PRAIRIE VILLAGE, Kan. —The debate on decriminalizing marijuana possession continues in Prairie Village.
The council began discussions on decriminalization in January. After the meeting on May 3 the council directed city staff to collect additional information on the legality of decriminalizing the possession of marijuana.
Tuesday, city attorney David Waters walked the council through his legal research.
With marijuana being illegal under both federal and state law, city staff presented city council members with information on current state law and reviewing policy from other cities, including Lawrence and Wichita. The council was also given information on options like removing marijuana possession from the city’s crime code or decreasing penalties for marijuana possession.
“The city likely could, under its home rule authority, remove marijuana possession from the Uniform Public Offense Code (UPOC) as adopted by the city. That would not in and of itself make marijuana possession legal in Prairie Village. What it would do is result in violations being prosecuted in the district court,” Waters said.
If approved, Prairie Village would be the first city in Johnson County to decriminalize marijuana possession.
Councilmember Inga Selders said decriminalization would help address racial disparity.
According to the ACLU, in Kansas, Black people are 4.8 times more likely to be arrested for marijuana possession than white people. Some data suggests Black people in Johnson County are 8.4 times more likely to be arrested for marijuana possession than white people. The ACLU study shows a national average of approximately 3.6 times.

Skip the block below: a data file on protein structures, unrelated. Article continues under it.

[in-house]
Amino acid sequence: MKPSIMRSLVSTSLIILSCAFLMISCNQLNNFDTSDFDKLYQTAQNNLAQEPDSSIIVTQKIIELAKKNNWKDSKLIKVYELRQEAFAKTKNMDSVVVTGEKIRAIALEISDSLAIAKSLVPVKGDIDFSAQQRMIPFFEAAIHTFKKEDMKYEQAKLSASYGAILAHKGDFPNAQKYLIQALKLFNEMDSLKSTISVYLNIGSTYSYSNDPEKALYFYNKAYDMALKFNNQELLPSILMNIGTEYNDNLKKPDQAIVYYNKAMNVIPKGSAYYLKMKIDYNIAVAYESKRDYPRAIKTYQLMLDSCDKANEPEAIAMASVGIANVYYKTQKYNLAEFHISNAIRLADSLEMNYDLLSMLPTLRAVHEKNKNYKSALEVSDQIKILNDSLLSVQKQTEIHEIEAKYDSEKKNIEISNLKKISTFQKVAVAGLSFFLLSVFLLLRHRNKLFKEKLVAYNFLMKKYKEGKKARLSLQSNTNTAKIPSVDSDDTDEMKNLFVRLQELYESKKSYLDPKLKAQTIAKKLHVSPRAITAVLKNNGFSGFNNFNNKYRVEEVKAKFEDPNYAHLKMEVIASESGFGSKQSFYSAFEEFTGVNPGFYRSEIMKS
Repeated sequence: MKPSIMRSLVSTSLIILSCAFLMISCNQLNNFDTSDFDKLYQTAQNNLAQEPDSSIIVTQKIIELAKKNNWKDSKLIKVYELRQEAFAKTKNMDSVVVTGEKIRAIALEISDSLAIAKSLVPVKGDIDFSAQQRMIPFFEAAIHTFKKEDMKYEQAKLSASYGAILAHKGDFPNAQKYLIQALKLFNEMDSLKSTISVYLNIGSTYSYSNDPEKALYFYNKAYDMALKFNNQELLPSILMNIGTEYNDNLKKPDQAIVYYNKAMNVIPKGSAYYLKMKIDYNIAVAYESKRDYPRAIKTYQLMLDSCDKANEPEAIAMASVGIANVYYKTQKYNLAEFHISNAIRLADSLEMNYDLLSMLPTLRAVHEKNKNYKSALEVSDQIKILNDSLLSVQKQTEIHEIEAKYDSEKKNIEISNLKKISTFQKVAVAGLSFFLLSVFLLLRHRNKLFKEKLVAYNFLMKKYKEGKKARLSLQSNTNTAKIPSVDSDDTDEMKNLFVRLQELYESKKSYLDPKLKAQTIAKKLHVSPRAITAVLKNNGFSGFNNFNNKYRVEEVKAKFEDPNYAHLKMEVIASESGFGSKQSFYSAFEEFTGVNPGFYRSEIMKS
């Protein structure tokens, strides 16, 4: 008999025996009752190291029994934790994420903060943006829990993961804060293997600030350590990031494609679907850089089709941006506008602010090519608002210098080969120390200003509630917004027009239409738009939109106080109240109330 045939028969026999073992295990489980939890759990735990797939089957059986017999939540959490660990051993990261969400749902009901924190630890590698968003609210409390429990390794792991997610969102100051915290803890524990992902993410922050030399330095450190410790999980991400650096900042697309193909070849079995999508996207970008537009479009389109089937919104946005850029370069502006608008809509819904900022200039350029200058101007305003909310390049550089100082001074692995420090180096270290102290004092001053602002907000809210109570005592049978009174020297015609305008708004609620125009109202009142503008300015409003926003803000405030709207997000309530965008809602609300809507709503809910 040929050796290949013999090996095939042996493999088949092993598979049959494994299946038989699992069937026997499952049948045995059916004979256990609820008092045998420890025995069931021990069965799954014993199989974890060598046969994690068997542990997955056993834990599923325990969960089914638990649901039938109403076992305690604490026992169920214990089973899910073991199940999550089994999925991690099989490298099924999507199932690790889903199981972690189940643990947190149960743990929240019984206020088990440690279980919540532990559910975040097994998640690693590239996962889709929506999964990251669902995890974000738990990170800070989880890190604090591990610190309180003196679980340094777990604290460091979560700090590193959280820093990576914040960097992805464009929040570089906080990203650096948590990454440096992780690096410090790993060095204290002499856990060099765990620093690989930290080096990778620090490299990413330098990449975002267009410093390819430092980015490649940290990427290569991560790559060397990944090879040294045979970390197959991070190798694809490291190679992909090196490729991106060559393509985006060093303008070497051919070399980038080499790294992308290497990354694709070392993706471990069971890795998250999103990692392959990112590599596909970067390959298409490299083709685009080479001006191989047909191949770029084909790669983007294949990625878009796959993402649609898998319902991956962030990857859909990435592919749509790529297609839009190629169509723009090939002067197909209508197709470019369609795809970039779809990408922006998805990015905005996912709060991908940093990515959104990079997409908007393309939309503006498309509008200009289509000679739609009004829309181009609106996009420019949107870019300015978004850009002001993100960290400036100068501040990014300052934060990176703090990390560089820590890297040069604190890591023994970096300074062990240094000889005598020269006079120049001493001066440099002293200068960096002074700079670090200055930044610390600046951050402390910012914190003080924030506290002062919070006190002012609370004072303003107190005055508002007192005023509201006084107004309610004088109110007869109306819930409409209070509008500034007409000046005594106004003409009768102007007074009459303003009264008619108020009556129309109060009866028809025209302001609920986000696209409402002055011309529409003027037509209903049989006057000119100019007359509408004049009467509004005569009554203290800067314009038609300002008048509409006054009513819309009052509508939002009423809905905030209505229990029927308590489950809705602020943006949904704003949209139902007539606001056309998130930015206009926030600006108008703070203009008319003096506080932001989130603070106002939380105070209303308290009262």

“Until we change these laws and policies as we are discussing, we will always be working in a model built upon racism,” Selders said.
“This is why Black people here in Johnson County are still 8.4 times more likely to be arrested for possession of marijuana than white people. Even though usage amongst Black and white people is virtually the same.”
Prairie Village Police Chief Byron Roberson said he doesn’t support decriminalization.
“This will not make our city safer. I think, in fact, it will make your city more attractive to drug dealers and drug users,” Roberson said.
Roberson said he’s worried the proposed policy could severely limit an officer’s ability to investigate crimes. During the meeting he used the example of an officer stopping a driver for speeding and smelling marijuana in the car. He said with the proposed decriminalization policy in place, the officer would not investigate beyond the speeding incident, because doing so would contradict city guidelines.
“The officer now does not know whether or not this person is a dealer. If he is bringing drugs into the community. Is he selling drugs in the community? He [the officer] wouldn’t have that discretion to look any further,” Roberson said.
Waters said taking on the issue of decriminalization of marijuana possession is about striking a balance between local control and avoiding policy that clashes with state law.
“We looked into what is known as the separation of powers doctrine. The impact of city council, perhaps establishing policies versus giving specific direction to law enforcement officers and to prosecutors,” Waters said.
The council is still in the early stages of discussion and did not specify possession amount limits or how police would adjust their practices if the city approves a plan for decriminalization. No formal action was taken Tuesday as the city council sent the issue back to the Diversity Committee for further review.
The committee will discuss drafting a proclamation or an amendment to the legislative platform prioritizing this topic at the state legislative level.
The next Diversity Committee meeting is on August 18. If the committee drafts and approves the document, the earliest it would be presented to the Council Committee of the Whole would be September 7.